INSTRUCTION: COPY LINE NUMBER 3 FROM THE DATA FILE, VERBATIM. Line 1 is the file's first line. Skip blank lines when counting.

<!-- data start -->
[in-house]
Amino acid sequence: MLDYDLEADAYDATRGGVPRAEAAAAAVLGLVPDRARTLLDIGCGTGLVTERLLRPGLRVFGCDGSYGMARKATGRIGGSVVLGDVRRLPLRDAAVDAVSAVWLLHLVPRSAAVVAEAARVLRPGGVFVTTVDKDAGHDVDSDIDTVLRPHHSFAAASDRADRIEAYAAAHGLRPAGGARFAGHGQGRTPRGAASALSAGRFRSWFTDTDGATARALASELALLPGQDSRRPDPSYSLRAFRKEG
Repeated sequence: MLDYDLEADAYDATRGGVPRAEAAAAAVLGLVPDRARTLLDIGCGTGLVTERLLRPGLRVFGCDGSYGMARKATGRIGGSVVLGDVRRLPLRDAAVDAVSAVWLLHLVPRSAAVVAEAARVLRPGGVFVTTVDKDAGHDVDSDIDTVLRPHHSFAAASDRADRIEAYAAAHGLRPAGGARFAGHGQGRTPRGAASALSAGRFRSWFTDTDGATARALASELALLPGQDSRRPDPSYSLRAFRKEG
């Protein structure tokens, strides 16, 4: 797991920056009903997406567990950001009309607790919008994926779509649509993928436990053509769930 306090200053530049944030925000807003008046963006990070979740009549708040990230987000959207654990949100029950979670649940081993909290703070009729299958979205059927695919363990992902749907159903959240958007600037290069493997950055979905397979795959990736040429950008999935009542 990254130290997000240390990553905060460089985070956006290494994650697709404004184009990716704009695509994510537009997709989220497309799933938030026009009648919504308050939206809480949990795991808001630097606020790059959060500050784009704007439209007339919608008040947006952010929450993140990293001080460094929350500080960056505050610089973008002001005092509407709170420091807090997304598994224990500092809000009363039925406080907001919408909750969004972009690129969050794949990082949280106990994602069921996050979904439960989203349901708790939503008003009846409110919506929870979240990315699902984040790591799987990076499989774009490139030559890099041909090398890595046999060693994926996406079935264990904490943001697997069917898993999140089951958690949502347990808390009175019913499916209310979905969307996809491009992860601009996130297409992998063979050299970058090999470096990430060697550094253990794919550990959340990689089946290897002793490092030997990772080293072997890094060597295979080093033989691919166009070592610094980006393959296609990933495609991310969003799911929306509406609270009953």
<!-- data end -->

Repeated sequence: MLDYDLEADAYDATRGGVPRAEAAAAAVLGLVPDRARTLLDIGCGTGLVTERLLRPGLRVFGCDGSYGMARKATGRIGGSVVLGDVRRLPLRDAAVDAVSAVWLLHLVPRSAAVVAEAARVLRPGGVFVTTVDKDAGHDVDSDIDTVLRPHHSFAAASDRADRIEAYAAAHGLRPAGGARFAGHGQGRTPRGAASALSAGRFRSWFTDTDGATARALASELALLPGQDSRRPDPSYSLRAFRKEG